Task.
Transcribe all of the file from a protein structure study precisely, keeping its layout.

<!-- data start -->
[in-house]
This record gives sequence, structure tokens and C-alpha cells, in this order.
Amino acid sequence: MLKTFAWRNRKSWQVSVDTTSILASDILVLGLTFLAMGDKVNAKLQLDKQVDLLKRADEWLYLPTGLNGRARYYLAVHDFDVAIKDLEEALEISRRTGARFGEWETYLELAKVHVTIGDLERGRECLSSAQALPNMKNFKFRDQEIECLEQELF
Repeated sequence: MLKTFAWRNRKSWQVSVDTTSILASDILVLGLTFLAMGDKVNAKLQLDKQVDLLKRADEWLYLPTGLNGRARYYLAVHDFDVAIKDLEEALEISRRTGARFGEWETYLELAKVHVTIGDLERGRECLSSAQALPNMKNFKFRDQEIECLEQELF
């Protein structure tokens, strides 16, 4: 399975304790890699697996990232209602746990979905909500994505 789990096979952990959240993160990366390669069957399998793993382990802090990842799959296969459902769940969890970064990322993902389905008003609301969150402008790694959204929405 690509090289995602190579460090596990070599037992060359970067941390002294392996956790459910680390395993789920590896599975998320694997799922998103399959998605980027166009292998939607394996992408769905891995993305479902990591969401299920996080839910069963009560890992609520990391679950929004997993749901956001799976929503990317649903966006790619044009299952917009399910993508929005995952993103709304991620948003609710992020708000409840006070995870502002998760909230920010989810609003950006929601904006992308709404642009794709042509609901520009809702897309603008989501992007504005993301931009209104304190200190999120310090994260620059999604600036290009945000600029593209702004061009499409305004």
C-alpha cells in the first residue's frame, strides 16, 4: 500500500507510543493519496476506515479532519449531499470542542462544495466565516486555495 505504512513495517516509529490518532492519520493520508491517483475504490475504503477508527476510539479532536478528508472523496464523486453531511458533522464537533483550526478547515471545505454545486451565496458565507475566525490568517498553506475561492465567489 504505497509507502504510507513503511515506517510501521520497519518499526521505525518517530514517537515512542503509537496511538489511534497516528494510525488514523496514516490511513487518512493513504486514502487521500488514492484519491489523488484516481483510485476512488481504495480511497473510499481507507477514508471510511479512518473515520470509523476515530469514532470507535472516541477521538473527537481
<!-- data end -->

[in-house]
This record gives sequence, structure tokens and C-alpha cells, in this order.
Amino acid sequence: MLKTFAWRNRKSWQVSVDTTSILASDILVLGLTFLAMGDKVNAKLQLDKQVDLLKRADEWLYLPTGLNGRARYYLAVHDFDVAIKDLEEALEISRRTGARFGEWETYLELAKVHVTIGDLERGRECLSSAQALPNMKNFKFRDQEIECLEQELF
Repeated sequence: MLKTFAWRNRKSWQVSVDTTSILASDILVLGLTFLAMGDKVNAKLQLDKQVDLLKRADEWLYLPTGLNGRARYYLAVHDFDVAIKDLEEALEISRRTGARFGEWETYLELAKVHVTIGDLERGRECLSSAQALPNMKNFKFRDQEIECLEQELF
């Protein structure tokens, strides 16, 4: 399975304790890699697996990232209602746990979905909500994505 789990096979952990959240993160990366390669069957399998793993382990802090990842799959296969459902769940969890970064990322993902389905008003609301969150402008790694959204929405 690509090289995602190579460090596990070599037992060359970067941390002294392996956790459910680390395993789920590896599975998320694997799922998103399959998605980027166009292998939607394996992408769905891995993305479902990591969401299920996080839910069963009560890992609520990391679950929004997993749901956001799976929503990317649903966006790619044009299952917009399910993508929005995952993103709304991620948003609710992020708000409840006070995870502002998760909230920010989810609003950006929601904006992308709404642009794709042509609901520009809702897309603008989501992007504005993301931009209104304190200190999120310090994260620059999604600036290009945000600029593209702004061009499409305004």
C-alpha cells in the first residue's frame, strides 16, 4: 500500500507510543493519496476506515479532519449531499470542542462544495466565516486555495 505504512513495517516509529490518532492519520493520508491517483475504490475504503477508527476510539479532536478528508472523496464523486453531511458533522464537533483550526478547515471545505454545486451565496458565507475566525490568517498553506475561492465567489 504505497509507502504510507513503511515506517510501521520497519518499526521505525518517530514517537515512542503509537496511538489511534497516528494510525488514523496514516490511513487518512493513504486514502487521500488514492484519491489523488484516481483510485476512488481504495480511497473510499481507507477514508471510511479512518473515520470509523476515530469514532470507535472516541477521538473527537481